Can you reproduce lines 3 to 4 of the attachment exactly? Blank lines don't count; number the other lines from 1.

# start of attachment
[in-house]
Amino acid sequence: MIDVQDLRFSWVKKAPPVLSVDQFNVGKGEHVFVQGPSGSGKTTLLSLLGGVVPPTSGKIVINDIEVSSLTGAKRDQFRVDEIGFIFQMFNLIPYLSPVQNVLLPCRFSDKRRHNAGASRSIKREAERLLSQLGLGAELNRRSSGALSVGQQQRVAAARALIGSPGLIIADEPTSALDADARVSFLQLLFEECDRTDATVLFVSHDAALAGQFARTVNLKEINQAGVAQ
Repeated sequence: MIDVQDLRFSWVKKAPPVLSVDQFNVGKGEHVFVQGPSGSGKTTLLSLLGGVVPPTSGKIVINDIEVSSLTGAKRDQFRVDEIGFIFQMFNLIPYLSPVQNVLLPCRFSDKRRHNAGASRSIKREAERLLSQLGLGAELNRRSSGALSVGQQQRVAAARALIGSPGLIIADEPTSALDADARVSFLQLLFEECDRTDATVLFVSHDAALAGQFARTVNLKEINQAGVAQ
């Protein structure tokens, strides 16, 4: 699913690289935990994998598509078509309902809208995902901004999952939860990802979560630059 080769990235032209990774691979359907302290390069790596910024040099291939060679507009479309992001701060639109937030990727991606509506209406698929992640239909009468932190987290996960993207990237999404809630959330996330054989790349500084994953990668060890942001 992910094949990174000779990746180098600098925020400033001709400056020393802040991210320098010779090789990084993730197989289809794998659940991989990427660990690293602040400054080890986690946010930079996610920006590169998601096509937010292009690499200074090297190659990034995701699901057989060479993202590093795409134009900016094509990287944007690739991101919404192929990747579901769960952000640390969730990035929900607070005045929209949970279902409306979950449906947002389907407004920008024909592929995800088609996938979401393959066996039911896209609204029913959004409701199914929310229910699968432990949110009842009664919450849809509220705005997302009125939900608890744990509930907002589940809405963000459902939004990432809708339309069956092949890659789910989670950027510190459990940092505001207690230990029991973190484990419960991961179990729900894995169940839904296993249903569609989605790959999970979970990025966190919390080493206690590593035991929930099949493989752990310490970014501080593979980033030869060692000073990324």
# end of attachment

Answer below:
Repeated sequence: MIDVQDLRFSWVKKAPPVLSVDQFNVGKGEHVFVQGPSGSGKTTLLSLLGGVVPPTSGKIVINDIEVSSLTGAKRDQFRVDEIGFIFQMFNLIPYLSPVQNVLLPCRFSDKRRHNAGASRSIKREAERLLSQLGLGAELNRRSSGALSVGQQQRVAAARALIGSPGLIIADEPTSALDADARVSFLQLLFEECDRTDATVLFVSHDAALAGQFARTVNLKEINQAGVAQ
């Protein structure tokens, strides 16, 4: 699913690289935990994998598509078509309902809208995902901004999952939860990802979560630059 080769990235032209990774691979359907302290390069790596910024040099291939060679507009479309992001701060639109937030990727991606509506209406698929992640239909009468932190987290996960993207990237999404809630959330996330054989790349500084994953990668060890942001 992910094949990174000779990746180098600098925020400033001709400056020393802040991210320098010779090789990084993730197989289809794998659940991989990427660990690293602040400054080890986690946010930079996610920006590169998601096509937010292009690499200074090297190659990034995701699901057989060479993202590093795409134009900016094509990287944007690739991101919404192929990747579901769960952000640390969730990035929900607070005045929209949970279902409306979950449906947002389907407004920008024909592929995800088609996938979401393959066996039911896209609204029913959004409701199914929310229910699968432990949110009842009664919450849809509220705005997302009125939900608890744990509930907002589940809405963000459902939004990432809708339309069956092949890659789910989670950027510190459990940092505001207690230990029991973190484990419960991961179990729900894995169940839904296993249903569609989605790959999970979970990025966190919390080493206690590593035991929930099949493989752990310490970014501080593979980033030869060692000073990324």